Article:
This was a cornerstone of my 2006 campaign for Idaho governor. I feel as strongly about it today as I did then. The absence of viable competition in the marketplace for places to send our children and grandchildren for education is a very bad thing. We would not accept taxpayer-funded monopolies in grocery stores, automobile manufacturers, computer suppliers or a thousand other places, how can we accept it in something so darn important as the entirety of our growing-up years?

THE STATE owns the training and majority of the waking hours for all children from 5 to 18 years old. I am not alone in seeing this as a problem. Tax deductions to support alternatives is a powerful antidote. Your governor must wholeheartedly support this. A Bull*** veto is absolutely the wrong thing.

And finally, I think this is the one that put me over the top, the elitist who travels in the company of armed guards carrying concealed weapons, vetoed HB 298.

Bill allowing “constitutional carry” in Montana

HB298, sponsored by Rep. Bill Harris, R-Winnett, said anyone eligible to carry a gun in Montana can carry a concealed weapon without a permit.

I am going to turn the explanation of this veto over to Gary Marbut of the Montana Shooting Sports Association:

“Steve Bullock, Governor of Montana, just vetoed HB 298, a bill that would have allowed non-criminal adults in 6/10ths of 1% of Montana to carry discreetly without advanced government permission. The rest of Montana, 99.4% of Montana, has been that way for 24 years now, entirely without the negative consequences now predicted if HB 298 had been signed by the Governor.

In order to justify his distrust of Montana people, Governor Bullock had to lie about the consequences of HB 298, unless you wish to be more generous and simply suppose that former Attorney General Bullock is dangerously incompetent in misunderstanding Montana law on the subject.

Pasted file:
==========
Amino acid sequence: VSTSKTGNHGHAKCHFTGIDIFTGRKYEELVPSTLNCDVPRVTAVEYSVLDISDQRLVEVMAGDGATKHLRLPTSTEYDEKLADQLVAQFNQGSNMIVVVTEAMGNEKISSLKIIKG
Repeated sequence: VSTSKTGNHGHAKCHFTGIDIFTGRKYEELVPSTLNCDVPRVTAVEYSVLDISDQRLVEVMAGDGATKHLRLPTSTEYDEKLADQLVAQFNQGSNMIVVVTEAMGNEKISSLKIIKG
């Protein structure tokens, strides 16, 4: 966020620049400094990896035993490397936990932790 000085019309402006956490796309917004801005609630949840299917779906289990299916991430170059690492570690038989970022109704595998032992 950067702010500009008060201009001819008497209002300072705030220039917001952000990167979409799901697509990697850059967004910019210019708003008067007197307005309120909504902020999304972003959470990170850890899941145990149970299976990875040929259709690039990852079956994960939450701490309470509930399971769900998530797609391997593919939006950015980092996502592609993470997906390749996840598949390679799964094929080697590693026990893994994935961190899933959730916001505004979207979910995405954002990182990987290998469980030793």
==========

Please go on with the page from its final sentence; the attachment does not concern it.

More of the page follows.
Just two of the several lies the Governor told to justify his veto from his veto letter are, “HB 298 would void our state’s reciprocity agreements with more than 40 states that recognize concealed weapon permits and it would void our laws allowing Montana permit holders to bypass the federal background check required for a firearm purchase.”

The first truth is that Montana has zero reciprocity agreements with any other states – none -, so there is nothing to be voided. Plus, HB 298 had no effect whatsoever on the existing Montana law recognizing permits of other states for use in Montana.

The second truth is that there is no way at all to bypass the federally-required background checks for Montana people to buy firearms from licensed dealers. All that Montana law does is to allow a permit to clarify that the buyer is not some other prohibited person who the federal computers may confuse the buyer with. Plus, HB 298 had no effect whatsoever on that existing Montana statute.

Really, the Governor knows this stuff, or at least he should unless he’s dangerously incompetent.

Or, Governor Bullock simply lied to the people of Montana in attempt to justify his rank distrust of Montana people, unlike Kansas Governor Brownback who appears to believe the people of Kansas more trustworthy than Bullock believes the people of Montana to be.”

Gary Marbut, President
Montana Shooting Sports Association
Author, Gun Laws of Montana

There are currently 11 states with constitutional carry. That would have been 12 without a Bull*** veto.

There are 22 States planning to introduce or that have already introduced Constitutional Carry laws in their legislatures.

Not much point in having both houses of the Montana legislature on our side while the governor is against us, is there?

Make the right choice November 8th and we can add Montana to the list.